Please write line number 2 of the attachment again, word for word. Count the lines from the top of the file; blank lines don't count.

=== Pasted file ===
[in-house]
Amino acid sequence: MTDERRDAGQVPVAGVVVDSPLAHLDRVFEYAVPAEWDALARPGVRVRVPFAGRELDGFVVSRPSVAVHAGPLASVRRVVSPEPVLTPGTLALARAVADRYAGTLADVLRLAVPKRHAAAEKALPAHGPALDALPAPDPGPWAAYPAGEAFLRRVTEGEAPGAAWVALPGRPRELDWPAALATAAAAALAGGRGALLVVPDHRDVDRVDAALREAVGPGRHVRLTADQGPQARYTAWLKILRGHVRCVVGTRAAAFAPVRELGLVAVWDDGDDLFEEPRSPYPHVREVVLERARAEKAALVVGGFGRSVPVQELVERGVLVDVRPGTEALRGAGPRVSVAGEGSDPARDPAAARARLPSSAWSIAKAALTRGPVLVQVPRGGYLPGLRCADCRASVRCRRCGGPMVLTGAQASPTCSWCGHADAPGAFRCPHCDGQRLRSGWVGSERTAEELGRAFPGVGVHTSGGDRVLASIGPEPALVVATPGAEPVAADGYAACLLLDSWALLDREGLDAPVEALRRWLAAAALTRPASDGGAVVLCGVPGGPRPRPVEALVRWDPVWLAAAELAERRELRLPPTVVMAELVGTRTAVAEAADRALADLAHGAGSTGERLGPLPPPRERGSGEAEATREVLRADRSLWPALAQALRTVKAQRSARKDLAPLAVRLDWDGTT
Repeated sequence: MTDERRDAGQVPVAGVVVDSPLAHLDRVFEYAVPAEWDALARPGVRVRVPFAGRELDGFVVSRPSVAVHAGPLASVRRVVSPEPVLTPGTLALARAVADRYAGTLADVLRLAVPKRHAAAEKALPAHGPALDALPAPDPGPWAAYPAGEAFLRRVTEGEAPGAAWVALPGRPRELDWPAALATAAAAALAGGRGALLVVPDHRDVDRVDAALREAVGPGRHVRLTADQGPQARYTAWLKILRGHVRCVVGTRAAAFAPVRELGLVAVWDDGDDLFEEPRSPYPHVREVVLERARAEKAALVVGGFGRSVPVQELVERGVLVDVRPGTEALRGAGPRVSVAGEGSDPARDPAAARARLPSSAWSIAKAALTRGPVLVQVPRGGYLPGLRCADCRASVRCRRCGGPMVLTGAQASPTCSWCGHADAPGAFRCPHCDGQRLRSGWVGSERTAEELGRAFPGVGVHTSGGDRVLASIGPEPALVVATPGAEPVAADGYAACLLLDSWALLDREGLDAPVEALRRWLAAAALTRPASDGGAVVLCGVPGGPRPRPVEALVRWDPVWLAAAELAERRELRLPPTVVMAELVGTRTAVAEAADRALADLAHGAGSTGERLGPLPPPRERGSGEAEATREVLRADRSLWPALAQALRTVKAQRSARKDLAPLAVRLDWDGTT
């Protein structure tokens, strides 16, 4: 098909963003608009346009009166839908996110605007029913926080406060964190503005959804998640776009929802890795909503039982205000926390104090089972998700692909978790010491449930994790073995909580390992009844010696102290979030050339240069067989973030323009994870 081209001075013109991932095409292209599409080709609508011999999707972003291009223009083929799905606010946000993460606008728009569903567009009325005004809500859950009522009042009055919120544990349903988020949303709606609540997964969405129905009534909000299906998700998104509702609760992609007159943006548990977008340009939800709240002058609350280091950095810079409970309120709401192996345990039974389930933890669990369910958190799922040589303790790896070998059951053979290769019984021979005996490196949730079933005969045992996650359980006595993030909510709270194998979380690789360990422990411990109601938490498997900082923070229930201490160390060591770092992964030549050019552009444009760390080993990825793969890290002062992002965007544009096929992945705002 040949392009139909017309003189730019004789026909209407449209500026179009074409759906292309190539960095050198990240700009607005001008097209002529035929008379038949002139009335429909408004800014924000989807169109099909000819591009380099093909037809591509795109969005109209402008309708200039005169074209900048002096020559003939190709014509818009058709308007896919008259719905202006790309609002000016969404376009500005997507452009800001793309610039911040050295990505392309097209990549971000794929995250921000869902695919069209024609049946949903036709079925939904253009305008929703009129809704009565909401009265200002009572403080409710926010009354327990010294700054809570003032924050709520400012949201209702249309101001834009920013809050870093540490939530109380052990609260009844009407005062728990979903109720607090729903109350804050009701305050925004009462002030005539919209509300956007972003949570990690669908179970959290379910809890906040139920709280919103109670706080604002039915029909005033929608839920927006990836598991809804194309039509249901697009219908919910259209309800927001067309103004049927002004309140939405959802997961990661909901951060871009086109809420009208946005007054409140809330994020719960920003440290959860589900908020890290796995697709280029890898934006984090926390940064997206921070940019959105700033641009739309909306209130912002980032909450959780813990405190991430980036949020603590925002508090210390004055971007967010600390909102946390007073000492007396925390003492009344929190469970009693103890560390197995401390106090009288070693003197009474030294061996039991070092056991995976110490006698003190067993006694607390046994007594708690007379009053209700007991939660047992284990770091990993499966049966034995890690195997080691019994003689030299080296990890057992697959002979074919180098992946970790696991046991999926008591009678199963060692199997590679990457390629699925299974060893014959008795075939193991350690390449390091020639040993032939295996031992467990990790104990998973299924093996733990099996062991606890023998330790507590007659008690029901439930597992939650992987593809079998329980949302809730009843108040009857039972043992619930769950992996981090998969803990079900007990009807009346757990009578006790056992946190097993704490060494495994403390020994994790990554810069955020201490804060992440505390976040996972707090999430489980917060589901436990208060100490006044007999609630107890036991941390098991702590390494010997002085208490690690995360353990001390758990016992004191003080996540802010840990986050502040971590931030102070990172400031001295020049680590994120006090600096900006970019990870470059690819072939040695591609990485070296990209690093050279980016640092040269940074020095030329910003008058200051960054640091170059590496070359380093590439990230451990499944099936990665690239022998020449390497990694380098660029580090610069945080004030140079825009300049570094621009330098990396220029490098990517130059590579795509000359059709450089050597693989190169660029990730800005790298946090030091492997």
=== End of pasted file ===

Amino acid sequence: MTDERRDAGQVPVAGVVVDSPLAHLDRVFEYAVPAEWDALARPGVRVRVPFAGRELDGFVVSRPSVAVHAGPLASVRRVVSPEPVLTPGTLALARAVADRYAGTLADVLRLAVPKRHAAAEKALPAHGPALDALPAPDPGPWAAYPAGEAFLRRVTEGEAPGAAWVALPGRPRELDWPAALATAAAAALAGGRGALLVVPDHRDVDRVDAALREAVGPGRHVRLTADQGPQARYTAWLKILRGHVRCVVGTRAAAFAPVRELGLVAVWDDGDDLFEEPRSPYPHVREVVLERARAEKAALVVGGFGRSVPVQELVERGVLVDVRPGTEALRGAGPRVSVAGEGSDPARDPAAARARLPSSAWSIAKAALTRGPVLVQVPRGGYLPGLRCADCRASVRCRRCGGPMVLTGAQASPTCSWCGHADAPGAFRCPHCDGQRLRSGWVGSERTAEELGRAFPGVGVHTSGGDRVLASIGPEPALVVATPGAEPVAADGYAACLLLDSWALLDREGLDAPVEALRRWLAAAALTRPASDGGAVVLCGVPGGPRPRPVEALVRWDPVWLAAAELAERRELRLPPTVVMAELVGTRTAVAEAADRALADLAHGAGSTGERLGPLPPPRERGSGEAEATREVLRADRSLWPALAQALRTVKAQRSARKDLAPLAVRLDWDGTT